The parent company of one of the UK's largest milk hauliers says it is seeking legal advice after accusing a bank of putting it into "wholly unnecessary" administration.

Lloyd Fraser, which has a distribution centre in Four Crosses in North Powys, went into administration overnight on Friday (September 22) leaving farmers uncertain whether their milk would be collected.

Some of the country’s biggest dairy companies including Muller, Arla and Meadow Foods were making contingency plans for milk collections last week.

But now Lloyd Fraser's parent company Barbican Capital has accused Close Brothers of using "tactics tantamount to bullying" adding that it will fight the administration and "seek justice" for the actions of the bank.

Close Brothers said it is unable to comment "on what is a live situation, other than to state that it strongly disputes Barbican Capital’s characterisation of the events in question”.

READ MORE: Powys milk haulier Lloyd Fraser 'enters administration'

A spokesperson for Barbican Capital said: “Barbican Capital is contesting the decision to put the Lloyd Fraser group of companies into administration as a consequence of the actions of Close Brothers Limited and Close Invoice Finance Limited.

“Our immediate priority is to ensure that our employees and our customers are impacted as little as possible from Close’s actions. Once we have done so, we will look to Close to seek compensation for the material losses that they have caused to the Lloyd Fraser group for putting it into administration when it was wholly unnecessary.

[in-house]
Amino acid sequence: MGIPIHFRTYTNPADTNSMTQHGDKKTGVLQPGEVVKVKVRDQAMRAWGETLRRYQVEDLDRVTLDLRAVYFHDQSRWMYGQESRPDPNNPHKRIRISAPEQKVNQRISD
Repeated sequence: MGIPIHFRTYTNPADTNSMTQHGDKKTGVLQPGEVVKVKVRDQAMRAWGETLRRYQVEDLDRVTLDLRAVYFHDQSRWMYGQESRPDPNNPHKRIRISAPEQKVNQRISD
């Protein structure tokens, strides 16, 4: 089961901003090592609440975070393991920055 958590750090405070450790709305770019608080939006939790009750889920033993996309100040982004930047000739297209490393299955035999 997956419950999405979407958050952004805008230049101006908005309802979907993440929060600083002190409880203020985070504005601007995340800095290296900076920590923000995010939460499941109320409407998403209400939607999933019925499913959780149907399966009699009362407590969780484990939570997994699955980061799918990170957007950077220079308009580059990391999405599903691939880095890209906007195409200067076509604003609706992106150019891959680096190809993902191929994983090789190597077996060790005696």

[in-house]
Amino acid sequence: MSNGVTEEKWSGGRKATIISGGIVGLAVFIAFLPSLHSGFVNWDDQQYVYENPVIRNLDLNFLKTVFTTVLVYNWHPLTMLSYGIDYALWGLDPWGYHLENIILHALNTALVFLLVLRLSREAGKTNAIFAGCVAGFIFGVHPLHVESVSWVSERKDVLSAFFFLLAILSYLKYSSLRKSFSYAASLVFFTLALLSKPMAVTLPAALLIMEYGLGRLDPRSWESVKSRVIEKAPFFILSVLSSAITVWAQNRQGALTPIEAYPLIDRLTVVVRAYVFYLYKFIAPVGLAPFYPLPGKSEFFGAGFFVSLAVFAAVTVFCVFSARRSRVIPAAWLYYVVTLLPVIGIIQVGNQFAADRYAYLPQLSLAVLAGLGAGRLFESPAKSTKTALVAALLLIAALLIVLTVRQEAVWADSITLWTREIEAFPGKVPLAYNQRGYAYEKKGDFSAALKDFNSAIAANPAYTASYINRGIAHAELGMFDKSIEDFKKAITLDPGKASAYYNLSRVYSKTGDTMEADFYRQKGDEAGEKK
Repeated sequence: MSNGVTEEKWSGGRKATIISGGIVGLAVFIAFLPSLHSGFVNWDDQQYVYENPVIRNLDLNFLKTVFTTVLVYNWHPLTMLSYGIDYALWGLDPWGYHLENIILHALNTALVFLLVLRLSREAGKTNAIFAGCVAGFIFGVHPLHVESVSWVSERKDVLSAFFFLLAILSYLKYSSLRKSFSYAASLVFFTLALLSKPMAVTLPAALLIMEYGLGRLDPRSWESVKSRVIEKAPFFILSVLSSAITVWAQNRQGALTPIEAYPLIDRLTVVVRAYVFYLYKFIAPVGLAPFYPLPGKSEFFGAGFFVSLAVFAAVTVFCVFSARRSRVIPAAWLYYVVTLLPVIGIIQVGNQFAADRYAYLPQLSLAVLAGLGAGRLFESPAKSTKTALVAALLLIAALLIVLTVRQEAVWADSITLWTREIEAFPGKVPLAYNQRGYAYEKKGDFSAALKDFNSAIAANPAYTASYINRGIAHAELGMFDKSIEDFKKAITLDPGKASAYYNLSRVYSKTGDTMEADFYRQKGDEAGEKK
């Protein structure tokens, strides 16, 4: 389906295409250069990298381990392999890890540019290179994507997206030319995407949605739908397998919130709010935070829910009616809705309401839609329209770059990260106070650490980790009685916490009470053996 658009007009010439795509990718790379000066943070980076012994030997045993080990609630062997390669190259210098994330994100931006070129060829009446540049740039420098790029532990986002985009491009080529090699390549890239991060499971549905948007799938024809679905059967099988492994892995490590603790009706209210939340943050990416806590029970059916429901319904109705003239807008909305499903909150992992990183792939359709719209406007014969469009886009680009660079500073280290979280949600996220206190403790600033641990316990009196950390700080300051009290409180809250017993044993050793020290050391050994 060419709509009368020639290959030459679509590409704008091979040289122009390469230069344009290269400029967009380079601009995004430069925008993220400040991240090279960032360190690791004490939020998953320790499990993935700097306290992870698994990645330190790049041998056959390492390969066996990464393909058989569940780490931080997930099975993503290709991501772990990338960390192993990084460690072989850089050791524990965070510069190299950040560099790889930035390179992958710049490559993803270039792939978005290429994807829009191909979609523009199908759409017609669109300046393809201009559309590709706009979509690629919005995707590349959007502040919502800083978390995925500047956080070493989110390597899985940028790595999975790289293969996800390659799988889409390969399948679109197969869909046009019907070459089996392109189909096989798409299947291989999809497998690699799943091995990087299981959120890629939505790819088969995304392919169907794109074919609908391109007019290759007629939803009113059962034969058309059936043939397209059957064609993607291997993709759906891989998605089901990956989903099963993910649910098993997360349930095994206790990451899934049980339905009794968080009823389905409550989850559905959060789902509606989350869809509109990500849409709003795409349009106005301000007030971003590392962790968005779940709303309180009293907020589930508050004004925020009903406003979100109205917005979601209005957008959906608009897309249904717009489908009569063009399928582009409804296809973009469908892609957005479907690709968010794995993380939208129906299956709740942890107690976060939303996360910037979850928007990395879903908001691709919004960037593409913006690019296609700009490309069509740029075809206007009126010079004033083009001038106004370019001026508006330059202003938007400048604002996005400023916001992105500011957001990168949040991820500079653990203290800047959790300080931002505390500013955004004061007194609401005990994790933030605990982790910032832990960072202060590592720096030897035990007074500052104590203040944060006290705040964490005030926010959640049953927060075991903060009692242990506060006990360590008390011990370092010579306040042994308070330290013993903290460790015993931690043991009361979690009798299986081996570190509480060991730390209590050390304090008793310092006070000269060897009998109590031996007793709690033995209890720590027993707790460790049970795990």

The company said it was "incorrectly" placed into administration, adding that the move had a "major impact on the supply of milk in the UK, as well as the fashion industry – two sectors which Lloyd Fraser Holdings provides vital logistical support to".

It also said the company was solvent at the time of the move.

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“This goes way beyond the closure of a bank account," the statement added. "This is ‘debanking’ on a terrifying scale which will have an impact on hundreds of employees, the UK’s hard working milk farmers and the nation’s industry."

Barbican claimed it had decided to cease its relationship with Close as a banking partner, and had been due to pay outstanding monies owed on September 29, but was told that Close refused to operate its banking facility as normal on September 1, forcing the Lloyd Fraser group into administration "literally overnight".

"We believe that these tactics from the bank are tantamount to bullying and are aimed at a group of companies which were on the upward trajectory, creating jobs and meeting our customers' needs," the statement said.

"Close's actions and the subsequent administration from those actions have left 700 committed Lloyd Fraser employees uncertain as to whether they will have a job next week.

“Close Brothers’ behaviour now risks a default on a Covid loan from the British Business Bank, which was essential to ensure the continued operation of our business and supply to our customers during the pandemic.

“With all of these factors in mind we have engaged a legal team to fight this administration and seek justice for the actions of Close."